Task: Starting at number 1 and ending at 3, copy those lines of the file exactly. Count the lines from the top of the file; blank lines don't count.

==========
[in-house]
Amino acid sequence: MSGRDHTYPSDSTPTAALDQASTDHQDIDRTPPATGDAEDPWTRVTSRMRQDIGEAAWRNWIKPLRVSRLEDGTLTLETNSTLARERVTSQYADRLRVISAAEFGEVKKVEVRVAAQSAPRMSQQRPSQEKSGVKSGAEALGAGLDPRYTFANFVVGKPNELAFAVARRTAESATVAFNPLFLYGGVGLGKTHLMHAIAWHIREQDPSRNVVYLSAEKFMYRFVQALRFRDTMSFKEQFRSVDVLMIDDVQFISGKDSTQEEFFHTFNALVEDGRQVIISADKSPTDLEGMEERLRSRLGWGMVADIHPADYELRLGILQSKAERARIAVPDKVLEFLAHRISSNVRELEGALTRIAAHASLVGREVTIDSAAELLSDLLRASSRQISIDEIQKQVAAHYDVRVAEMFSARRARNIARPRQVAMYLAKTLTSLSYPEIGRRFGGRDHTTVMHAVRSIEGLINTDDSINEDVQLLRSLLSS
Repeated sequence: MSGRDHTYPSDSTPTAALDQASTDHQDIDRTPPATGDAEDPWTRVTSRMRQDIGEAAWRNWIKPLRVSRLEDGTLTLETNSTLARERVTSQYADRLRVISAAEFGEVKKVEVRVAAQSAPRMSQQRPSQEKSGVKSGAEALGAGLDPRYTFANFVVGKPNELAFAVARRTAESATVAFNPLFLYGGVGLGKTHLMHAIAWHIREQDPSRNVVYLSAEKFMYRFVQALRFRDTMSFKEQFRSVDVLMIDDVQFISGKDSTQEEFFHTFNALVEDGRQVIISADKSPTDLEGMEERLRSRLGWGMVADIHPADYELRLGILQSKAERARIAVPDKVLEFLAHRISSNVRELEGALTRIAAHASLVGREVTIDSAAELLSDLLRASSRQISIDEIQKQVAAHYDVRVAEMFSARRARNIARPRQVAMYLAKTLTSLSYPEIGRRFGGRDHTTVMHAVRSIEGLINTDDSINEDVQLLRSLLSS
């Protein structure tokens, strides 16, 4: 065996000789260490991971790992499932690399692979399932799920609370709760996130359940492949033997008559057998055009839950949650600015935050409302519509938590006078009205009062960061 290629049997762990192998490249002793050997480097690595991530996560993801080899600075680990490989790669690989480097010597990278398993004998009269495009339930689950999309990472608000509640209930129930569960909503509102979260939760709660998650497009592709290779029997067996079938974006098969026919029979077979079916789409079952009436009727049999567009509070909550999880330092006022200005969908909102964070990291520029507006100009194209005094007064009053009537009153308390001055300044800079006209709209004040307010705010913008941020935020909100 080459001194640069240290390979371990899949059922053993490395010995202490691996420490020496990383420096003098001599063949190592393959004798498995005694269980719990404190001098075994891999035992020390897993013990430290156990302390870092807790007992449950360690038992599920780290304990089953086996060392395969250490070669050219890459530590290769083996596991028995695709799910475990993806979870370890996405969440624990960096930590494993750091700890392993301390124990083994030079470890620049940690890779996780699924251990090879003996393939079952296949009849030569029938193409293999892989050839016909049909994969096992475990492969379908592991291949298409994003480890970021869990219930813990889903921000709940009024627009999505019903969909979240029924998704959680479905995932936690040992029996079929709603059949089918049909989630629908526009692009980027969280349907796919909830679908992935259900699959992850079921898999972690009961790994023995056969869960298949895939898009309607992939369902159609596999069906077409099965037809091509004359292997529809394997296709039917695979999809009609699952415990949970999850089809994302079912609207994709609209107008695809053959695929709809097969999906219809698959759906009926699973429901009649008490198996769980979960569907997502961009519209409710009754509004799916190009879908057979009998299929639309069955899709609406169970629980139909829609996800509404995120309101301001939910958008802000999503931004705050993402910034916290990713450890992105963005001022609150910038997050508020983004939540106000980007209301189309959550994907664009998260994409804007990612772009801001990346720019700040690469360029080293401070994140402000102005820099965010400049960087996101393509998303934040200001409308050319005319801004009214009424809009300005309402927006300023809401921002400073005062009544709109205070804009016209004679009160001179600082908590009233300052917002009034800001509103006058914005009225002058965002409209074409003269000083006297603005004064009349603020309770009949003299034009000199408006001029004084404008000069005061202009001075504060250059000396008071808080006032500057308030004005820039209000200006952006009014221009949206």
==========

[in-house]
Amino acid sequence: MSGRDHTYPSDSTPTAALDQASTDHQDIDRTPPATGDAEDPWTRVTSRMRQDIGEAAWRNWIKPLRVSRLEDGTLTLETNSTLARERVTSQYADRLRVISAAEFGEVKKVEVRVAAQSAPRMSQQRPSQEKSGVKSGAEALGAGLDPRYTFANFVVGKPNELAFAVARRTAESATVAFNPLFLYGGVGLGKTHLMHAIAWHIREQDPSRNVVYLSAEKFMYRFVQALRFRDTMSFKEQFRSVDVLMIDDVQFISGKDSTQEEFFHTFNALVEDGRQVIISADKSPTDLEGMEERLRSRLGWGMVADIHPADYELRLGILQSKAERARIAVPDKVLEFLAHRISSNVRELEGALTRIAAHASLVGREVTIDSAAELLSDLLRASSRQISIDEIQKQVAAHYDVRVAEMFSARRARNIARPRQVAMYLAKTLTSLSYPEIGRRFGGRDHTTVMHAVRSIEGLINTDDSINEDVQLLRSLLSS
Repeated sequence: MSGRDHTYPSDSTPTAALDQASTDHQDIDRTPPATGDAEDPWTRVTSRMRQDIGEAAWRNWIKPLRVSRLEDGTLTLETNSTLARERVTSQYADRLRVISAAEFGEVKKVEVRVAAQSAPRMSQQRPSQEKSGVKSGAEALGAGLDPRYTFANFVVGKPNELAFAVARRTAESATVAFNPLFLYGGVGLGKTHLMHAIAWHIREQDPSRNVVYLSAEKFMYRFVQALRFRDTMSFKEQFRSVDVLMIDDVQFISGKDSTQEEFFHTFNALVEDGRQVIISADKSPTDLEGMEERLRSRLGWGMVADIHPADYELRLGILQSKAERARIAVPDKVLEFLAHRISSNVRELEGALTRIAAHASLVGREVTIDSAAELLSDLLRASSRQISIDEIQKQVAAHYDVRVAEMFSARRARNIARPRQVAMYLAKTLTSLSYPEIGRRFGGRDHTTVMHAVRSIEGLINTDDSINEDVQLLRSLLSS